A difference with this project is that it is in color — atypical for Aron, who also published a book called Shalom, Y’all: Images of Jewish Life in the American South.
“Most of my work up to that point had been in black and white, but it had to be in color because it became clear that what I was discovering was another phase of cancer,” he said.
As one survivor he talked with put it, there is an “unacknowledged phase” of cancer.
“There’s diagnosis, then there’s treatment and during treatment, it’s very busy because you’re consulting with different doctors, getting second, third opinions, treatment appointments — sometimes every day if it involves radiation, sometimes once a week — and friends and family are calling you from all over the place wanting to know how you are,” he explained.
At some point, he continued, the doctor will tell you, “you’re good to go.” And whether it’s resolved or not, there is some kind of end point after the initial treatment concludes. At that point, it becomes very quiet and there is the expectation that life will go back to “normal.”
“The phone stops ringing, and even you kind of expect life to go back to normal — certainly friends and family do — but it just can’t,” he said.
After this phase, many survivors he spoke with started coming to terms with their new reality. Some even changed professions or altered their passions to fit their life.
Gayle Garner Roskies, an artist who made drawings of her cancer as she went through treatment, began painting in brighter colors. Her portrait in New Beginnings is of her painting with vibrant blues and oranges.
“At first, the art was red and angry. Now I paint in bright colors and live my life that way, too,” she said.
That confrontation with mortality was something Aron certainly faced as well. His first diagnosis was in 1993, he relapsed a year later and fell out of remission in 2004.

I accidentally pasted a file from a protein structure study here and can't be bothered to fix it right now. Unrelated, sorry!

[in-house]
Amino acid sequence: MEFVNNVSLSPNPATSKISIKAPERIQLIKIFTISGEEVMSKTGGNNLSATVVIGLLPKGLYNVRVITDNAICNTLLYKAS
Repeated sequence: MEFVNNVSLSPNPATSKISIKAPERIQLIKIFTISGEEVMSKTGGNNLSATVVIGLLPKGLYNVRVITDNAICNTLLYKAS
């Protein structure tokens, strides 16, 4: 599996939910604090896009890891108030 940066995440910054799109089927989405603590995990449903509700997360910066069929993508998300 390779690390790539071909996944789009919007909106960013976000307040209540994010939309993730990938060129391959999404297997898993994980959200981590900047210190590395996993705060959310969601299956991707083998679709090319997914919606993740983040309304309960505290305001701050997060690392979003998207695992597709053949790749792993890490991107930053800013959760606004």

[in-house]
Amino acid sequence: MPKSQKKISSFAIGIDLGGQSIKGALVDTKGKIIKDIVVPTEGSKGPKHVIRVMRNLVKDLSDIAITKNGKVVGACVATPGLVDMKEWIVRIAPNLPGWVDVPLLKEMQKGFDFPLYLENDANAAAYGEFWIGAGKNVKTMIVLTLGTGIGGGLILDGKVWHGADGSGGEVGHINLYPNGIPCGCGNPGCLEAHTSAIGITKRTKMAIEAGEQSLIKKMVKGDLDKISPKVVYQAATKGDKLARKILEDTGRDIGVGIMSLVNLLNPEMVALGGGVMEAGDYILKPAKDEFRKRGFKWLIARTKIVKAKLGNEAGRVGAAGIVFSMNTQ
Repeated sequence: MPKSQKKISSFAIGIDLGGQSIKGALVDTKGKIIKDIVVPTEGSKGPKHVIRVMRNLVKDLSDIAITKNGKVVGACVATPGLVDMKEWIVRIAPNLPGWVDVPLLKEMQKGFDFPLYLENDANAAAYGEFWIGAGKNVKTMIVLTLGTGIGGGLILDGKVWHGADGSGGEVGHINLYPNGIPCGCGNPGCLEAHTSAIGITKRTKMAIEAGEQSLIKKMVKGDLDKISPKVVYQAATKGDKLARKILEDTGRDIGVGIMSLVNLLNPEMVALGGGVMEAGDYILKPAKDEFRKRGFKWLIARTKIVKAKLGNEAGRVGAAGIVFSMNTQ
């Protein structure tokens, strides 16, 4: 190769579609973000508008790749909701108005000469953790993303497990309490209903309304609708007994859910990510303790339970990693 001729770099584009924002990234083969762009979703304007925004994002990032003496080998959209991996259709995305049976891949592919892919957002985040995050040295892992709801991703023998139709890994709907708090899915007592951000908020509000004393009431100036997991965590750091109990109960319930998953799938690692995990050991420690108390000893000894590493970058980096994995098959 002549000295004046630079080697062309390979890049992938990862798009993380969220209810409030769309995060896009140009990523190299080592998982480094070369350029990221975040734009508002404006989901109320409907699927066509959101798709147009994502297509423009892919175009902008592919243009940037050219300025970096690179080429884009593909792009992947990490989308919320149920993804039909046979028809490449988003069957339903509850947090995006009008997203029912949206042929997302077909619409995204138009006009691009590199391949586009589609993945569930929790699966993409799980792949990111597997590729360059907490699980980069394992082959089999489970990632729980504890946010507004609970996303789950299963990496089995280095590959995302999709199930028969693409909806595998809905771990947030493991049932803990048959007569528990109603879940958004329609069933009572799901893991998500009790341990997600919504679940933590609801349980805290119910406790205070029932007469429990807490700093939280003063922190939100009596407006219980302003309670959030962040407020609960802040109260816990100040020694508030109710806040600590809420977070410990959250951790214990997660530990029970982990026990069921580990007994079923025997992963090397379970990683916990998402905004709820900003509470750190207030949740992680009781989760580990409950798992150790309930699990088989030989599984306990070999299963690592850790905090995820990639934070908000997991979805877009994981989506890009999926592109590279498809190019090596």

“Different experiences shape us,” Aron said, “and some of the experiences involve — if you want a quote from the Bible — they force us to number our days. And once that happens, then your life is different from what’s preceded it. I found when I got married, my life became very different. This is different in a different way.”
Working on this project and talking with these individuals affected him as much as it did the people he photographed.
As he looked back to his own experience, he thought about how cancer had affected him, which he says changed his mind about a lot.
“I became a better husband, better father,” he reflected, “but since I started talking to these people, and when they started to articulate how their lives have changed, and they kind of became my teachers.”
He cited one example in the story of Robert Stepp, who was three when he was diagnosed with Ewing’s sarcoma. Stepp’s family was not religious, and his mother found him one day talking to God, which scared her. He asked to be taken to the hospital chapel one day to pray to take the cancer away. Afterward, his parents both became Sunday school teachers.
“The story made me look at being Jewish in a whole different light,” Aron said.
The book’s final version pleased Aron.
“It turned out to be the kind of book I wish had existed when I was diagnosed — a book with enough stories so that I would find something to identify with,” he said.